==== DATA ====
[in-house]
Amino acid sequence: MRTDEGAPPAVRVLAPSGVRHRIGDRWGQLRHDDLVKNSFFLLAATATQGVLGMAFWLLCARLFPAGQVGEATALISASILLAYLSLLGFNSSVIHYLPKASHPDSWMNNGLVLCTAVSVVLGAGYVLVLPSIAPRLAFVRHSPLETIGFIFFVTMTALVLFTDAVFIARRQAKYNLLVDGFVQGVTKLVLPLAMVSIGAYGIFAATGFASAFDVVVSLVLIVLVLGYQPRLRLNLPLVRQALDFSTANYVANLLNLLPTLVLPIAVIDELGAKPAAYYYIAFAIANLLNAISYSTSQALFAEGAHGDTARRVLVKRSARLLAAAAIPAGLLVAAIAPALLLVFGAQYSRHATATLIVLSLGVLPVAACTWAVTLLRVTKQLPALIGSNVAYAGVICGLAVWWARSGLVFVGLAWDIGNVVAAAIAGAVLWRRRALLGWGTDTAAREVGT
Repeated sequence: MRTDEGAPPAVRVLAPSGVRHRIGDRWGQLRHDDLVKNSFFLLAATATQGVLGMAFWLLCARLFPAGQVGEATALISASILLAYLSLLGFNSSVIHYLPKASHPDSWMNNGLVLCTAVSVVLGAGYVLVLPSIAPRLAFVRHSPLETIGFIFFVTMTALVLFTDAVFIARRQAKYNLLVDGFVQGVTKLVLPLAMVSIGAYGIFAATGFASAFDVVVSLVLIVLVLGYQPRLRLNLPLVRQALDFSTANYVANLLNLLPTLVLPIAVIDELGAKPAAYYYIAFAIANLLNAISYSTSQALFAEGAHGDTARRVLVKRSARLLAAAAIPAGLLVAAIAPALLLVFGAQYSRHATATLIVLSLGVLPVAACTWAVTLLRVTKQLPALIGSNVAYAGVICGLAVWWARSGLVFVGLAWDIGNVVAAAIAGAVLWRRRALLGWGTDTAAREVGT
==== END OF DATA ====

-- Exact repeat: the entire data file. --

[in-house]
Amino acid sequence: MRTDEGAPPAVRVLAPSGVRHRIGDRWGQLRHDDLVKNSFFLLAATATQGVLGMAFWLLCARLFPAGQVGEATALISASILLAYLSLLGFNSSVIHYLPKASHPDSWMNNGLVLCTAVSVVLGAGYVLVLPSIAPRLAFVRHSPLETIGFIFFVTMTALVLFTDAVFIARRQAKYNLLVDGFVQGVTKLVLPLAMVSIGAYGIFAATGFASAFDVVVSLVLIVLVLGYQPRLRLNLPLVRQALDFSTANYVANLLNLLPTLVLPIAVIDELGAKPAAYYYIAFAIANLLNAISYSTSQALFAEGAHGDTARRVLVKRSARLLAAAAIPAGLLVAAIAPALLLVFGAQYSRHATATLIVLSLGVLPVAACTWAVTLLRVTKQLPALIGSNVAYAGVICGLAVWWARSGLVFVGLAWDIGNVVAAAIAGAVLWRRRALLGWGTDTAAREVGT
Repeated sequence: MRTDEGAPPAVRVLAPSGVRHRIGDRWGQLRHDDLVKNSFFLLAATATQGVLGMAFWLLCARLFPAGQVGEATALISASILLAYLSLLGFNSSVIHYLPKASHPDSWMNNGLVLCTAVSVVLGAGYVLVLPSIAPRLAFVRHSPLETIGFIFFVTMTALVLFTDAVFIARRQAKYNLLVDGFVQGVTKLVLPLAMVSIGAYGIFAATGFASAFDVVVSLVLIVLVLGYQPRLRLNLPLVRQALDFSTANYVANLLNLLPTLVLPIAVIDELGAKPAAYYYIAFAIANLLNAISYSTSQALFAEGAHGDTARRVLVKRSARLLAAAAIPAGLLVAAIAPALLLVFGAQYSRHATATLIVLSLGVLPVAACTWAVTLLRVTKQLPALIGSNVAYAGVICGLAVWWARSGLVFVGLAWDIGNVVAAAIAGAVLWRRRALLGWGTDTAAREVGT